Appendix: Further Details

The survey was carried out between 14-16 October 2014. Users were surveyed while browsing websites. The breakdown of websites where users were asked the question was as follows:

  • News: 29.6%
  • Mobile: 18.9%
  • Arts & Entertainment: 17.1%
  • Other: 34.3%

Here is the makeup of the responding group, and their bias +/- the overall internet population of the UK:

If you’d like further details, drop a comment below or do get in touch. If you find this useful or interesting, please do share it with others.

Is the Cookie Law Being Enforced in the UK?

In 2012, “the cookie law” was implemented in the UK (it was actually a year earlier, but UK organisations were given a year’s grace period). I put in a ‘Freedom of Information’ request to the Information Commissioner’s office to see how they’re currently enforcing the law. Ashley Duffy (Lead Information Access Officer at the ICO) very kindly responded.

This post has a little bit of preamble, the numbers on how many ‘concerns’ have been raised about cookies by members of the public, detail on how the ICO has generally responded, and a summary.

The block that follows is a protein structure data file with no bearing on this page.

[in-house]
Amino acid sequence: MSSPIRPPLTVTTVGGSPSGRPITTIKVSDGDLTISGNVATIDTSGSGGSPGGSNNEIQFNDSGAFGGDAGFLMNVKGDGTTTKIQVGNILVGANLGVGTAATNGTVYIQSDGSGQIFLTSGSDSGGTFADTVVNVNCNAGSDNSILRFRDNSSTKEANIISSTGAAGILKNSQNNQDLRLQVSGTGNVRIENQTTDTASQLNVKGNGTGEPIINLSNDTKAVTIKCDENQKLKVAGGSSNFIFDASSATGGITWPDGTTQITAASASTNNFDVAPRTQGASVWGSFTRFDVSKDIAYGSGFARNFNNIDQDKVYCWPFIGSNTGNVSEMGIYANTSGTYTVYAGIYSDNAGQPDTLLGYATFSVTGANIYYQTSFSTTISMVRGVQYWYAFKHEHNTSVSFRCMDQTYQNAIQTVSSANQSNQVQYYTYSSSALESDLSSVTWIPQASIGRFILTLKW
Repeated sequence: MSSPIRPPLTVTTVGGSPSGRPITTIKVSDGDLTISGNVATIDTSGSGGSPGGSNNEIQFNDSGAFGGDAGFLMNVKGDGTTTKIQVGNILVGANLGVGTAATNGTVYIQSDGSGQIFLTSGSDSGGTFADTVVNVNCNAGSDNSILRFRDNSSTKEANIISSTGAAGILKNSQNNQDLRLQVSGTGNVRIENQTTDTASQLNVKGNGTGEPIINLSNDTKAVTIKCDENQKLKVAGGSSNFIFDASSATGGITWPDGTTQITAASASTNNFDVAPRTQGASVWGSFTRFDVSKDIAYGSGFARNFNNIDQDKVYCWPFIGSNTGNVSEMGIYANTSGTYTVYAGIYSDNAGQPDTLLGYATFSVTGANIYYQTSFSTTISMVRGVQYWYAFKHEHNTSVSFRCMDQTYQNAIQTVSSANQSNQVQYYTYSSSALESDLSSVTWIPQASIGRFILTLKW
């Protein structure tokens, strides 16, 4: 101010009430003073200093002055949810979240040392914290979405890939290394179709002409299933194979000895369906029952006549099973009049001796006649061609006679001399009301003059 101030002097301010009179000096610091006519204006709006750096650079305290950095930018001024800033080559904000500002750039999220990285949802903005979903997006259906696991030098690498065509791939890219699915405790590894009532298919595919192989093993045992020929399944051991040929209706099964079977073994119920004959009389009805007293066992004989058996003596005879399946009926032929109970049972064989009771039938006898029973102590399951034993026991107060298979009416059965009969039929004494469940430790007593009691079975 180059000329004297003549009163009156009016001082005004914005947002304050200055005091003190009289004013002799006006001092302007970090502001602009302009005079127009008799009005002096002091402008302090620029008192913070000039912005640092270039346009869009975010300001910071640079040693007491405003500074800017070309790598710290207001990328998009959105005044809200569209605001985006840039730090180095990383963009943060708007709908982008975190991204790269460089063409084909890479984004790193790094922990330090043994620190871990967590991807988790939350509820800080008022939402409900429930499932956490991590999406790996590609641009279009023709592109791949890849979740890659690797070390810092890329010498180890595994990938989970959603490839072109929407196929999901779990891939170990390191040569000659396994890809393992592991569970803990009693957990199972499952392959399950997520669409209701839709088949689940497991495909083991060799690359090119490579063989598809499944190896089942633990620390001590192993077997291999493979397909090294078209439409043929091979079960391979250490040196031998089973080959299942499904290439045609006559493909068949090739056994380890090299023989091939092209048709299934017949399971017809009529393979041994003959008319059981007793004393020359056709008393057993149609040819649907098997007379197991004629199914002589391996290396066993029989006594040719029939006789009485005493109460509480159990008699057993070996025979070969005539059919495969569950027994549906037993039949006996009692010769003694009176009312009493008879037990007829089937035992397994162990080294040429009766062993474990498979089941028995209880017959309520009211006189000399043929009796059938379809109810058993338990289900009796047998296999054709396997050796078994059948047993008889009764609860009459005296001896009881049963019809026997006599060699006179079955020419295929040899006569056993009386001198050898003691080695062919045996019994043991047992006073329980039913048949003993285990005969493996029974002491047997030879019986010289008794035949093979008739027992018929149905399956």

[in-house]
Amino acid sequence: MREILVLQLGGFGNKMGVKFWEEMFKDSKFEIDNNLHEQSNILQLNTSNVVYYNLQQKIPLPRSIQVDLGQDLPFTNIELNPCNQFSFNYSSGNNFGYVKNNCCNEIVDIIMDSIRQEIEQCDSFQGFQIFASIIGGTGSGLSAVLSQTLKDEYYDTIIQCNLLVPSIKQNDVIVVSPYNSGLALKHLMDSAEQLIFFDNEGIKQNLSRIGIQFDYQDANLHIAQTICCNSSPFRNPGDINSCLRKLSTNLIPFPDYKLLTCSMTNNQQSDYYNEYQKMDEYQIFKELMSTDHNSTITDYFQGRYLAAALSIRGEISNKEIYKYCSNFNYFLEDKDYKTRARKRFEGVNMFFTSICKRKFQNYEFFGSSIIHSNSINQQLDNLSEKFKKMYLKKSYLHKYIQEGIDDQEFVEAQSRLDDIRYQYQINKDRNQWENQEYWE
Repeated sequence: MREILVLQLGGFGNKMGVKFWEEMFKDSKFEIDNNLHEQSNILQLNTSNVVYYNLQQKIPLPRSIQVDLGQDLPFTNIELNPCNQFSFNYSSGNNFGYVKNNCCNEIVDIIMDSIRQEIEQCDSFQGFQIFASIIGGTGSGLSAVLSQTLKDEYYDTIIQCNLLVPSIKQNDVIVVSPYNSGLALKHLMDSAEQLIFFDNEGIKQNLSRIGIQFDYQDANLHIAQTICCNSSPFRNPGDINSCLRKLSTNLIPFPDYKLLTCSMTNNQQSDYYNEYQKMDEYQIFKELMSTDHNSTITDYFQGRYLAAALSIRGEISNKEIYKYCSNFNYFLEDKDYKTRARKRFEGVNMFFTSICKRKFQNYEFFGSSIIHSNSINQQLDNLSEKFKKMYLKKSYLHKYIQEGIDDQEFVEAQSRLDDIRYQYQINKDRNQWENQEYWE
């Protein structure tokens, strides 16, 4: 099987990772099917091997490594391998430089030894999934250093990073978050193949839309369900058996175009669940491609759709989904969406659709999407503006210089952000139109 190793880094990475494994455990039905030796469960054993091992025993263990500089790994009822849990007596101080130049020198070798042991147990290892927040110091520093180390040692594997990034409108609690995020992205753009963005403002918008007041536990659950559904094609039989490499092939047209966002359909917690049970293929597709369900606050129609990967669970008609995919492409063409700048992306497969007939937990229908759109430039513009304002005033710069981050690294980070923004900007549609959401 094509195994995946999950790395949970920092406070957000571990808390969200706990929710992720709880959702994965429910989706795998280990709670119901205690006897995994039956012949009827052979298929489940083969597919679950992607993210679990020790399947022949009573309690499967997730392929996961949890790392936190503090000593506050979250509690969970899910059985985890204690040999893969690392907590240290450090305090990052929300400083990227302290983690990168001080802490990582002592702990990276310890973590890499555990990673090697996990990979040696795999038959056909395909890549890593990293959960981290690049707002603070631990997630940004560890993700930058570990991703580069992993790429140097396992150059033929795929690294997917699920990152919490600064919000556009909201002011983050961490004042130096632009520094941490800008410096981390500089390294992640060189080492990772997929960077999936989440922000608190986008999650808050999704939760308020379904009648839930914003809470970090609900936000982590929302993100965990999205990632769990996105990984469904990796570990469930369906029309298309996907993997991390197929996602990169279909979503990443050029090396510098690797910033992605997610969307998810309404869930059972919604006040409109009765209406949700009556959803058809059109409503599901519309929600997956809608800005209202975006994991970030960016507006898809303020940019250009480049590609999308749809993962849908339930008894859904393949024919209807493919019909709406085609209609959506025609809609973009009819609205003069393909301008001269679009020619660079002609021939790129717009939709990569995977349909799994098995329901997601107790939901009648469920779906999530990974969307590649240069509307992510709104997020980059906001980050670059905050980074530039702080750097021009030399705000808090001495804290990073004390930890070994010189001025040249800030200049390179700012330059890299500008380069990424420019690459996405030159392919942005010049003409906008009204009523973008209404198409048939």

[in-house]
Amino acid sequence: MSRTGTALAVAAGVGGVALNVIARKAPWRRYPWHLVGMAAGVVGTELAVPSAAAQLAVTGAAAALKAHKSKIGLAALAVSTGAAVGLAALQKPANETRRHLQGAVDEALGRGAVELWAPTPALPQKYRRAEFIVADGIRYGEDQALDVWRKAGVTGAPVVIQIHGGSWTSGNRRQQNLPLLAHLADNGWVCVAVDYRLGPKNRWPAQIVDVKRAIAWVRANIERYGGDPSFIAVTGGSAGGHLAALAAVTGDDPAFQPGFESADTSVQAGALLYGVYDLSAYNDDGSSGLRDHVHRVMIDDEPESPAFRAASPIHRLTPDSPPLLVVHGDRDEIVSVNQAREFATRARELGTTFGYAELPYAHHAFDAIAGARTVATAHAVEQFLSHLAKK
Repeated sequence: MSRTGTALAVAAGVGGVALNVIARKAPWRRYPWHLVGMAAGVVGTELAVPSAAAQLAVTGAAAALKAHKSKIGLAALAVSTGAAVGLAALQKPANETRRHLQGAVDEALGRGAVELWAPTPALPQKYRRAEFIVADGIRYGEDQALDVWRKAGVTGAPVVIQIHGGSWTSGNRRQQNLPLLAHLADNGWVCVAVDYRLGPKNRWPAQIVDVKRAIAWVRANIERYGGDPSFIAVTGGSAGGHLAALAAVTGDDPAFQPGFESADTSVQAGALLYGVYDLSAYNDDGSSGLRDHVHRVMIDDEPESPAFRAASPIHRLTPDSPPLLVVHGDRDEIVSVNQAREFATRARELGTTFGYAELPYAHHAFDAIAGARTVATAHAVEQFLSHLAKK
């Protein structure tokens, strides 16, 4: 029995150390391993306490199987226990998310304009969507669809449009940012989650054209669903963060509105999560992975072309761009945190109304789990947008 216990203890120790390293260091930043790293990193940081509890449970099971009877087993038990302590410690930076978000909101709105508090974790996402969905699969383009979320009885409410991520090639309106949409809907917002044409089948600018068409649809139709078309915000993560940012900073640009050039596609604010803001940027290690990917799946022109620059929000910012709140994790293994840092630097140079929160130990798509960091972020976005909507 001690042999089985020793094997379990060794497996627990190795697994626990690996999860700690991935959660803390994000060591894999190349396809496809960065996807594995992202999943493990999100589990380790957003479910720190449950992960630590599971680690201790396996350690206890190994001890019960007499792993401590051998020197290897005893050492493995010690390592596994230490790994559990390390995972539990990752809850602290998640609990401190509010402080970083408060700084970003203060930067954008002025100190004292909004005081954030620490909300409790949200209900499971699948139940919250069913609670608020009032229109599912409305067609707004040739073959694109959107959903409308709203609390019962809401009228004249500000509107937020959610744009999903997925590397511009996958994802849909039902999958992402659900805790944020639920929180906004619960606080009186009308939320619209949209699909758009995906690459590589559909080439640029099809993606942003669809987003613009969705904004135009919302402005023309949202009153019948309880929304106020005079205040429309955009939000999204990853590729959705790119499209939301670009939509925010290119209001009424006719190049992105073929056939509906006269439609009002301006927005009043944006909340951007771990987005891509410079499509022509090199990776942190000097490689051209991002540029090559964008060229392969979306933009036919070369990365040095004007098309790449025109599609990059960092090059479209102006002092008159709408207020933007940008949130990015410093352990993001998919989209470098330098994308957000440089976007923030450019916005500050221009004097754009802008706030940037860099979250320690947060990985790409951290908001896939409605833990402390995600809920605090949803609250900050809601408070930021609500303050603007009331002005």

Cookie Law?

The law essentially says you must tell your users prominently if your site is using cookies. Of course, by 2012 when the law began being enforced, almost every site on the web was using cookies, and therefore this meant every business in the UK rushed to do something to try and understand their requirements and comply with this new law. The Information Commissioner’s Office (who are responsible for policing this in the UK) flipped & flopped a little bit on what was acceptable for sites to do to gain consent that their visitors were happy to be tracked via cookies, but eventually agreed that ‘implied’ consent was a valid way for sites to achieve this. This is the approach that virtually every UK site now follows.